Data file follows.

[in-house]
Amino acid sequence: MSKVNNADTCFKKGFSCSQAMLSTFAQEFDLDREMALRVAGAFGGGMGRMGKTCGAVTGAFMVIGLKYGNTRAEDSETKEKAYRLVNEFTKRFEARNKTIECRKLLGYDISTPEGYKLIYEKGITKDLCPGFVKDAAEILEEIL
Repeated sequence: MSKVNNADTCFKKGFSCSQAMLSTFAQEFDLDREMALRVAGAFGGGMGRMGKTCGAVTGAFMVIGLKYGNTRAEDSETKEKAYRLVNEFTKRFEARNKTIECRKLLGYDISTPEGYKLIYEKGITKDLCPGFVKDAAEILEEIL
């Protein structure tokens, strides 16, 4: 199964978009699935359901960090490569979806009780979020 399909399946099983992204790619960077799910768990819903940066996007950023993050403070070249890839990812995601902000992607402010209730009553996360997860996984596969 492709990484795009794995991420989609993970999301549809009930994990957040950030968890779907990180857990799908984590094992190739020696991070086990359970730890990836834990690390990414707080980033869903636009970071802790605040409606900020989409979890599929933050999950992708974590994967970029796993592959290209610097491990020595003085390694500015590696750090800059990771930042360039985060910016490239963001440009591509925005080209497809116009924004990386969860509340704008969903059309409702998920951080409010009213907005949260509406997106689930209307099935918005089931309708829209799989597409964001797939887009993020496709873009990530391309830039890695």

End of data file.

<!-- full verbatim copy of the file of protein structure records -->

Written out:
[in-house]
Amino acid sequence: MSKVNNADTCFKKGFSCSQAMLSTFAQEFDLDREMALRVAGAFGGGMGRMGKTCGAVTGAFMVIGLKYGNTRAEDSETKEKAYRLVNEFTKRFEARNKTIECRKLLGYDISTPEGYKLIYEKGITKDLCPGFVKDAAEILEEIL
Repeated sequence: MSKVNNADTCFKKGFSCSQAMLSTFAQEFDLDREMALRVAGAFGGGMGRMGKTCGAVTGAFMVIGLKYGNTRAEDSETKEKAYRLVNEFTKRFEARNKTIECRKLLGYDISTPEGYKLIYEKGITKDLCPGFVKDAAEILEEIL
């Protein structure tokens, strides 16, 4: 199964978009699935359901960090490569979806009780979020 399909399946099983992204790619960077799910768990819903940066996007950023993050403070070249890839990812995601902000992607402010209730009553996360997860996984596969 492709990484795009794995991420989609993970999301549809009930994990957040950030968890779907990180857990799908984590094992190739020696991070086990359970730890990836834990690390990414707080980033869903636009970071802790605040409606900020989409979890599929933050999950992708974590994967970029796993592959290209610097491990020595003085390694500015590696750090800059990771930042360039985060910016490239963001440009591509925005080209497809116009924004990386969860509340704008969903059309409702998920951080409010009213907005949260509406997106689930209307099935918005089931309708829209799989597409964001797939887009993020496709873009990530391309830039890695």